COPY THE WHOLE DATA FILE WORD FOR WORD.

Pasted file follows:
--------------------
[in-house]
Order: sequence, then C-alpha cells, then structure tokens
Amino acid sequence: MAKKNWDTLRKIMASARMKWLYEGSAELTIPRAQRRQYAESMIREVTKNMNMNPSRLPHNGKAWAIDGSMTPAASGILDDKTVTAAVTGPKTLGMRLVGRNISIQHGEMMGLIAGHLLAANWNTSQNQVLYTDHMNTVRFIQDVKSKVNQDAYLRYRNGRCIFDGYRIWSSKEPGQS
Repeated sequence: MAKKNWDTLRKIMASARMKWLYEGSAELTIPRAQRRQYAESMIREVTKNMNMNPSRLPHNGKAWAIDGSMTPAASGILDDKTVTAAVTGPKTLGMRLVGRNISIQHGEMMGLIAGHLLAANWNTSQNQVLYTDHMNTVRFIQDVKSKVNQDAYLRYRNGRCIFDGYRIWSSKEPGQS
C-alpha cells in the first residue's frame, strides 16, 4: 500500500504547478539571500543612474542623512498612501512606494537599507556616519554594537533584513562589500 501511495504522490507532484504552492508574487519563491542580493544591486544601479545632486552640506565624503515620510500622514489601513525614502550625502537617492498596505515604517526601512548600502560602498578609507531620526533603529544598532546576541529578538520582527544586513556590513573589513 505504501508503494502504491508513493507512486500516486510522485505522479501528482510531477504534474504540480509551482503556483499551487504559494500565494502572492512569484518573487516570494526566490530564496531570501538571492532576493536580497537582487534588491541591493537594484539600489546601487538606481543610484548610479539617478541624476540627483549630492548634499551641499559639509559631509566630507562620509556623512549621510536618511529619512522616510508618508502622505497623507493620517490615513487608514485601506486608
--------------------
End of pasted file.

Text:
[in-house]
Order: sequence, then C-alpha cells, then structure tokens
Amino acid sequence: MAKKNWDTLRKIMASARMKWLYEGSAELTIPRAQRRQYAESMIREVTKNMNMNPSRLPHNGKAWAIDGSMTPAASGILDDKTVTAAVTGPKTLGMRLVGRNISIQHGEMMGLIAGHLLAANWNTSQNQVLYTDHMNTVRFIQDVKSKVNQDAYLRYRNGRCIFDGYRIWSSKEPGQS
Repeated sequence: MAKKNWDTLRKIMASARMKWLYEGSAELTIPRAQRRQYAESMIREVTKNMNMNPSRLPHNGKAWAIDGSMTPAASGILDDKTVTAAVTGPKTLGMRLVGRNISIQHGEMMGLIAGHLLAANWNTSQNQVLYTDHMNTVRFIQDVKSKVNQDAYLRYRNGRCIFDGYRIWSSKEPGQS
C-alpha cells in the first residue's frame, strides 16, 4: 500500500504547478539571500543612474542623512498612501512606494537599507556616519554594537533584513562589500 501511495504522490507532484504552492508574487519563491542580493544591486544601479545632486552640506565624503515620510500622514489601513525614502550625502537617492498596505515604517526601512548600502560602498578609507531620526533603529544598532546576541529578538520582527544586513556590513573589513 505504501508503494502504491508513493507512486500516486510522485505522479501528482510531477504534474504540480509551482503556483499551487504559494500565494502572492512569484518573487516570494526566490530564496531570501538571492532576493536580497537582487534588491541591493537594484539600489546601487538606481543610484548610479539617478541624476540627483549630492548634499551641499559639509559631509566630507562620509556623512549621510536618511529619512522616510508618508502622505497623507493620517490615513487608514485601506486608